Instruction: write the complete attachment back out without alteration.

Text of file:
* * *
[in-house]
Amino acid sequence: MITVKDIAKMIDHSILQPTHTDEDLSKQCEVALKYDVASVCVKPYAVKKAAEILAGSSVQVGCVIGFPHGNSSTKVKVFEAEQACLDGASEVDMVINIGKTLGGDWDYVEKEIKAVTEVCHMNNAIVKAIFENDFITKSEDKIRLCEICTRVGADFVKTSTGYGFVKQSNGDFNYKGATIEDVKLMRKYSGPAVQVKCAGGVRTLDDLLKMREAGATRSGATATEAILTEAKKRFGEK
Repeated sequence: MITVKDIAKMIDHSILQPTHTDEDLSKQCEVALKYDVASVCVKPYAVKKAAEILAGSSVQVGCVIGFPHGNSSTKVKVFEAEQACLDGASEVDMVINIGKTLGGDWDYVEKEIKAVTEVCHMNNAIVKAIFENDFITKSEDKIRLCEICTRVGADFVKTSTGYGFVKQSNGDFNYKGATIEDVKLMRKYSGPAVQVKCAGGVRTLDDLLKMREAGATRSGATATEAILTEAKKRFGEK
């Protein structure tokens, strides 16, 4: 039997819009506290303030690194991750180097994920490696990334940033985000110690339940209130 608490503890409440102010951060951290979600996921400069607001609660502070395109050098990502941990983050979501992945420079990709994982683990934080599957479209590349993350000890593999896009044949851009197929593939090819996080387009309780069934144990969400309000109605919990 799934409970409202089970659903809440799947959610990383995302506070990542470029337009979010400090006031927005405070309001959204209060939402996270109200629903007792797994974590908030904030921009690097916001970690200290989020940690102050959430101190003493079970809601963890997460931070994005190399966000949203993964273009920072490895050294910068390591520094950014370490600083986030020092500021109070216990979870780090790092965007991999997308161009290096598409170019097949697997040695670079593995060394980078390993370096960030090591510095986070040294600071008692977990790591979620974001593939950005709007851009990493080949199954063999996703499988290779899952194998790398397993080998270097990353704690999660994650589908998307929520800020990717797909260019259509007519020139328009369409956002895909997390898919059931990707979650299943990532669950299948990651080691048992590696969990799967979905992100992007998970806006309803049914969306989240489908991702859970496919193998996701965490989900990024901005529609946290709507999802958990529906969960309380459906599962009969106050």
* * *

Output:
[in-house]
Amino acid sequence: MITVKDIAKMIDHSILQPTHTDEDLSKQCEVALKYDVASVCVKPYAVKKAAEILAGSSVQVGCVIGFPHGNSSTKVKVFEAEQACLDGASEVDMVINIGKTLGGDWDYVEKEIKAVTEVCHMNNAIVKAIFENDFITKSEDKIRLCEICTRVGADFVKTSTGYGFVKQSNGDFNYKGATIEDVKLMRKYSGPAVQVKCAGGVRTLDDLLKMREAGATRSGATATEAILTEAKKRFGEK
Repeated sequence: MITVKDIAKMIDHSILQPTHTDEDLSKQCEVALKYDVASVCVKPYAVKKAAEILAGSSVQVGCVIGFPHGNSSTKVKVFEAEQACLDGASEVDMVINIGKTLGGDWDYVEKEIKAVTEVCHMNNAIVKAIFENDFITKSEDKIRLCEICTRVGADFVKTSTGYGFVKQSNGDFNYKGATIEDVKLMRKYSGPAVQVKCAGGVRTLDDLLKMREAGATRSGATATEAILTEAKKRFGEK
């Protein structure tokens, strides 16, 4: 039997819009506290303030690194991750180097994920490696990334940033985000110690339940209130 608490503890409440102010951060951290979600996921400069607001609660502070395109050098990502941990983050979501992945420079990709994982683990934080599957479209590349993350000890593999896009044949851009197929593939090819996080387009309780069934144990969400309000109605919990 799934409970409202089970659903809440799947959610990383995302506070990542470029337009979010400090006031927005405070309001959204209060939402996270109200629903007792797994974590908030904030921009690097916001970690200290989020940690102050959430101190003493079970809601963890997460931070994005190399966000949203993964273009920072490895050294910068390591520094950014370490600083986030020092500021109070216990979870780090790092965007991999997308161009290096598409170019097949697997040695670079593995060394980078390993370096960030090591510095986070040294600071008692977990790591979620974001593939950005709007851009990493080949199954063999996703499988290779899952194998790398397993080998270097990353704690999660994650589908998307929520800020990717797909260019259509007519020139328009369409956002895909997390898919059931990707979650299943990532669950299948990651080691048992590696969990799967979905992100992007998970806006309803049914969306989240489908991702859970496919193998996701965490989900990024901005529609946290709507999802958990529906969960309380459906599962009969106050």